Rabbit Tractors looks to deliver a swarm of smaller tractors for farmers. Larger farms have led to larger tractors that can cover larger areas more quickly. Unfortunately, a number of problems arise with larger platforms.

A major issue is soil compaction due to the heavier machinery. The loss due to soil compaction can be as much as 15%. Another problem is transportation between locations, including storage. Using roads means slow movement because tractors aren’t designed to keep up with a Tesla. They also take up lots of space that can frustrate other car drivers.

Rabbit Tractors’ smaller platforms fit on a trailer or pickup truck, allowing them to be moved on highways. Of course, there are more to move but this also works to an advantage, since the loss of one doesn’t stop the overall operation and scaling up or down can be done by adding or removing tractors.

The trick is an operator doesn’t ride in any of the tractors. A single operator manages a swarm of robot tractors from a laptop with the ability to remotely control a tractor when necessary. They would usually operate autonomously.

Saving Stitching Time

Did you know that all clothes are made by hand? I didn’t. Actually, sewing machines and other tools are used, but they all require individuals to make individual items. The main problem is that the materials used in clothing are hard for robots to handle.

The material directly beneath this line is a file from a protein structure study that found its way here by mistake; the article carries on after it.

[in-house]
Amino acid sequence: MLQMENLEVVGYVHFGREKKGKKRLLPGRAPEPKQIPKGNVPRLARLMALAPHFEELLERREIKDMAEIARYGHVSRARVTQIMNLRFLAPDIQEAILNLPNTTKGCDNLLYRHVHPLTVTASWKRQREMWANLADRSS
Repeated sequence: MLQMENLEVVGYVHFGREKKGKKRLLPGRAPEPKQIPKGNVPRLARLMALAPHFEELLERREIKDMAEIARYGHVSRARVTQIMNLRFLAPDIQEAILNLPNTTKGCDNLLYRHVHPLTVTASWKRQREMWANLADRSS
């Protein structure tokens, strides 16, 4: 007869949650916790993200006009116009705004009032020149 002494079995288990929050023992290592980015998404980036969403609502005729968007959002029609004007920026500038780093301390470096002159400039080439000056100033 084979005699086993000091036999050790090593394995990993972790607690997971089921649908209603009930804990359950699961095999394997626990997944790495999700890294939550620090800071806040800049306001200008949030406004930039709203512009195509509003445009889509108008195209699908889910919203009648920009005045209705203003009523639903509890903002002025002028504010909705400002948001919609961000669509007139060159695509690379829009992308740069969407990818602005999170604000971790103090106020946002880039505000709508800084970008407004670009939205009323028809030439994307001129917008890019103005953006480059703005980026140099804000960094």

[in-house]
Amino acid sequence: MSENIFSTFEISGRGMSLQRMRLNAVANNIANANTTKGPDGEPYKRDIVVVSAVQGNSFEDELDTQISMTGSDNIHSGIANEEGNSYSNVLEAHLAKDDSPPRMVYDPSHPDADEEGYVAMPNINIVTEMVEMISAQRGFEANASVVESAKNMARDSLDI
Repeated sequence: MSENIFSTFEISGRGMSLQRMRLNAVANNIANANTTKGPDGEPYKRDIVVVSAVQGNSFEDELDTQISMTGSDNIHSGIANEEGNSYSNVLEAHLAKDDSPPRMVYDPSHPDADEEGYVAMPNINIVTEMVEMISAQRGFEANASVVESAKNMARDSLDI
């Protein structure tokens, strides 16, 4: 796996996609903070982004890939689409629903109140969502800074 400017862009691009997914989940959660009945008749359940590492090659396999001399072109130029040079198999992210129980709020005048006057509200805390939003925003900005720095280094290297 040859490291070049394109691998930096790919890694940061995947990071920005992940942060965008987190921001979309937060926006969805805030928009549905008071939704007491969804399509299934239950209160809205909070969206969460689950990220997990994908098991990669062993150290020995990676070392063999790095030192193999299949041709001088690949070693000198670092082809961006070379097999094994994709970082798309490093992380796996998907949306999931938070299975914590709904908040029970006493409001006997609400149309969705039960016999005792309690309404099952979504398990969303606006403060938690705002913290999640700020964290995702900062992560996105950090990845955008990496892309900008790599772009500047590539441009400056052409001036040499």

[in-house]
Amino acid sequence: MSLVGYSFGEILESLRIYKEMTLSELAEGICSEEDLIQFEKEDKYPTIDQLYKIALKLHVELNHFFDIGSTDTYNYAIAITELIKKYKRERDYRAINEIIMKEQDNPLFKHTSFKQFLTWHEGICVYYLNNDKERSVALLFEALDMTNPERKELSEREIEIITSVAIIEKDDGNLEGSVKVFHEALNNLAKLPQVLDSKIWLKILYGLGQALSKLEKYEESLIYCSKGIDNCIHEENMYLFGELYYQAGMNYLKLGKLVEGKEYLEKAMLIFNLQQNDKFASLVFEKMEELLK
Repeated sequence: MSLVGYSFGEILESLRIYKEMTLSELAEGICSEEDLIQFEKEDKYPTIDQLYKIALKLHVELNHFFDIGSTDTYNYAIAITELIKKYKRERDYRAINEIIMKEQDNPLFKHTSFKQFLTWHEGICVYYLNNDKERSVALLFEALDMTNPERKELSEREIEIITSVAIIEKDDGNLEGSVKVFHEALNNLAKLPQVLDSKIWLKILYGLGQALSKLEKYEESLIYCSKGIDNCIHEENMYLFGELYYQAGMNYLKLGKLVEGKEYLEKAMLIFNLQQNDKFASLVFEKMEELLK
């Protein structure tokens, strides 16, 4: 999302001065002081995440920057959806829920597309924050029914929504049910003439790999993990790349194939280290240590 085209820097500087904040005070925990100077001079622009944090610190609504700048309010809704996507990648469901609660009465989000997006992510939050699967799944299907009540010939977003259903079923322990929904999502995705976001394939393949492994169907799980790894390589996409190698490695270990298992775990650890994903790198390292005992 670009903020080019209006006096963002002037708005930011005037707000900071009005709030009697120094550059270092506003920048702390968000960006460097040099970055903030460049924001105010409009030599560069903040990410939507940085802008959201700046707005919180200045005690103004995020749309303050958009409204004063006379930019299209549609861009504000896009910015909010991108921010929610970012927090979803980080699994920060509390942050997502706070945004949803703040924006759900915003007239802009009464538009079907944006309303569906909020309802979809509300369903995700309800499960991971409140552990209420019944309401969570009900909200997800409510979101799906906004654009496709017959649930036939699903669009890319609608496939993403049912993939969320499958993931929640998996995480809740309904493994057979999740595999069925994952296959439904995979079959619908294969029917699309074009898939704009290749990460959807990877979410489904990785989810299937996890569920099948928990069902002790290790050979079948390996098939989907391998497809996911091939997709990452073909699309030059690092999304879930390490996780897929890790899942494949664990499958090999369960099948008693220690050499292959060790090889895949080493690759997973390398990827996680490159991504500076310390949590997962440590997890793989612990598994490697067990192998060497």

4. Sewbo applies a stiffening agent to the materials so that existing robotic and sewing machines can be used autonomously.

Sewbo plans to change things by using a stiffening agent on the materials. This turns a floppy piece of cloth into a solid plank. This makes an object easy to pick up and position by existing robotic technology (Fig. 4) for use with existing sewing machines.

The Sewbo agent washes out with water, which limits the type of materials that can go through this process. Still, the majority of materials used in the clothing industry will work with this technique.

How Now Cow?

Pastoral Robotics Spikey (Fig. 5) takes on cow urine. That turns out to be an issue where there are lots of cattle, because this refuse causes problems on the ground, so to speak. One way to address the problem is to neutralize the urine, which is Spikey’s job. The robot recognizes where the urine has been deposited and sprays ORUN, a chemical that neutralizes the undesirable properties of the urine patch.

5. After Pastoral Robotics’ Spikey locates a patch of cow urine in a field, it sprays ORUN that neutralizes it.

Smooth Robotics takes on heavy-duty welding that’s not part of a larger assembly line. Such welding is only done by people at this point, and it’s not necessarily the safest job around. The Smooth Robotics approach is a similar training system used by other cobots. An operator traces where the weld will go, and then the robot repeats it with the welding tool. The trick, for now, is no other company is addressing the market, and strapping on welding tools to existing cobots is not an option.

Some of these companies may disappear in the long run, while others may emerge as dominant players in their markets. They do highlight the range of applications now being targeted by robots, as well as the level of autonomous operation.